How reading is taught
Reading starts with phonics and we use a synthetic phonics programme for teaching reading. This method teaches the children the 44 phonemes (sounds) in the English language, linking letters or groups of letters with words. The children in Years R – 2 have a daily phonics session in which the children are grouped according to their current need. They begin with their early phonics and then this is built on, introducing blending and segmenting words and then learning to read ‘tricky words’ which do not use phonics. The reading chest website can offer advice and support about synthetic phonics
The children all work in a focused Guided Reading group at least once a week. This is planned according to the reading level the children are working at and will involve decoding, comprehension and language activities. During Guided Reading the children will also carry out independent reading tasks which may include using Bug Club activities or practising phonic and spelling activities. – Children read individually to an adult in school at least once a week. – We are also lucky to have helpers who hear readers in school. They will date and initial this in your child’s reading diary. – Reading activities will happen at many other times, linking their skills through cross curricular learning. An example of this may be researching a topic using information books or online searches. Children will also take part in shared reading sessions which takes place as a whole class and incidental reading over the day such as reading signs, labels and other environmental print.
We use a range of books from different reading schemes which go from pink (band 1) to lime (band 11). The children then move onto ‘free reader’ books. These books cover fiction, non-fiction and poetry. Teachers assess children’s reading skills carefully and will decide when it is appropriate for children to move up to the next stage of reading. These assessments are made on the fluency, independence and understanding of a range of texts. Sometimes some reading books will seem much easier than others. This is to be expected and serves to boost confidence and reinforce prior learning.
As every child’s reading skills will differ, the reading material that they take home will vary. For example, they may be reading a book that has several chapters and will want to keep hold of that book for a few days. Another child may read their book in one night and wish to change it the next day. Both of these options are fine. We just ask that reading is noted in reading diaries so that we can monitor what books have been read at home. The reading books are located in the school library and can be changed at the start of the school day. Key Stage 1 children can do this with their parent or carer; Key Stage 2 children are welcome to do this independently.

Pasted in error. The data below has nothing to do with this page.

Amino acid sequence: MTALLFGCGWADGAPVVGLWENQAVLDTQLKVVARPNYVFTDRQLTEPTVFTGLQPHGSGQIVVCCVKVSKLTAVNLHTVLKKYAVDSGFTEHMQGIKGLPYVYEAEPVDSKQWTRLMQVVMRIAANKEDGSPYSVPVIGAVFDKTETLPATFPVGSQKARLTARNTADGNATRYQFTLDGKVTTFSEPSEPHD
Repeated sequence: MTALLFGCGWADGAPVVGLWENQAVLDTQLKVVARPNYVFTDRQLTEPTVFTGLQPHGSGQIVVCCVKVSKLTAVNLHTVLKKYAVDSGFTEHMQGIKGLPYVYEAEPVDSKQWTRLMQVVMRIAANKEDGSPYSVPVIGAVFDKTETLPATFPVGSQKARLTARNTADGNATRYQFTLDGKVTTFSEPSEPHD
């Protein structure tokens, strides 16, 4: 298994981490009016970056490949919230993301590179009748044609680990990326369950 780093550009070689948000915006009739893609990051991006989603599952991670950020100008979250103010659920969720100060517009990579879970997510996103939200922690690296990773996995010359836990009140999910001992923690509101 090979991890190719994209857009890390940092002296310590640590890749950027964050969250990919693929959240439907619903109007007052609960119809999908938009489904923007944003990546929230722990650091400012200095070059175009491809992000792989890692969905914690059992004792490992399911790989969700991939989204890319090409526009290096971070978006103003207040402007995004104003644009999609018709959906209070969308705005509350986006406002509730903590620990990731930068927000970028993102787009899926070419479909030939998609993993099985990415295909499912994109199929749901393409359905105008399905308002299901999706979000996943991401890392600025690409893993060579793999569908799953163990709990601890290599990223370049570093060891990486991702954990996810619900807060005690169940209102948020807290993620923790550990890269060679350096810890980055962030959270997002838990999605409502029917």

How you can help at home
Read read read! Your support at home is invaluable practice throughout your child’s time in Primary School. You can help in the following ways:
- Please support your child by reading their school reading book with them. For children in Years R – 2, we ask that you hear them read five days a week. This only need be a couple of pages, but regular practice is key to a developing reader. For children in Years 3 – 4, we expect children to be reading aloud to an adult at home at least three times a week and hope that they read independently every day. In Years 5 – 6, we expect children to read aloud to an adult at least twice a week, but to be reading independently every day. All reading that is done at home must be noted in the reading diary and initialled by an adult. We monitor reading at home closely.
- Each child has a Bug Club log in which enables them to a wealth of online reading resources and games. If you are unsure of your log in please ask your class teacher.
- Visiting your local library is a great way of widening your child’s reading experiences… and it is FREE! Any reading material that gets your child motivated to read is fine. Open them up to a range of texts such as magazines, newspapers and football annuals.
- Read to your child. No one is too old for a bedtime story! Sharing a book with your child is precious. It is important that children hear you read too and listen to books as well as reading them independently. This is also a good way to develop comprehension skills by discussing what you can see in pictures and talking about what you have read.
We want all pupils at our school to develop a love for reading and have an enthusiasm for books that extends beyond the classroom. As teachers we do as much as we can to instil this into the children, but “it is proven that adults who read for pleasure have been influenced by not just their teachers, but also their parents, grandparents and siblings.”
National Literacy Trust
Questions you can ask at home whilst sharing books
- What can you tell me about this book so far?
- What sort of book is this? (Poetry, fiction, non-fiction)
- What do you think will happen next?
- Can you tell me about the characters in the story? Why has the character behaved in that way?
- Does this book remind you any others that you have read before? How are they similar?
- What can you see happening in the picture?
- What image comes into your head when you read this text?
- How do you use this punctuation as you read? (Full stop, italics, bold text, inverted comma, exclamation marks)
- What was the funniest/scariest moment in the book?
- What descriptive words has the author used that you would use in your own story?
- Does this book have a contents page/glossary/index? (Non-fiction books) What do you use them for?
The questions bookmarks below can be printed out for handy reminders of helpful questions.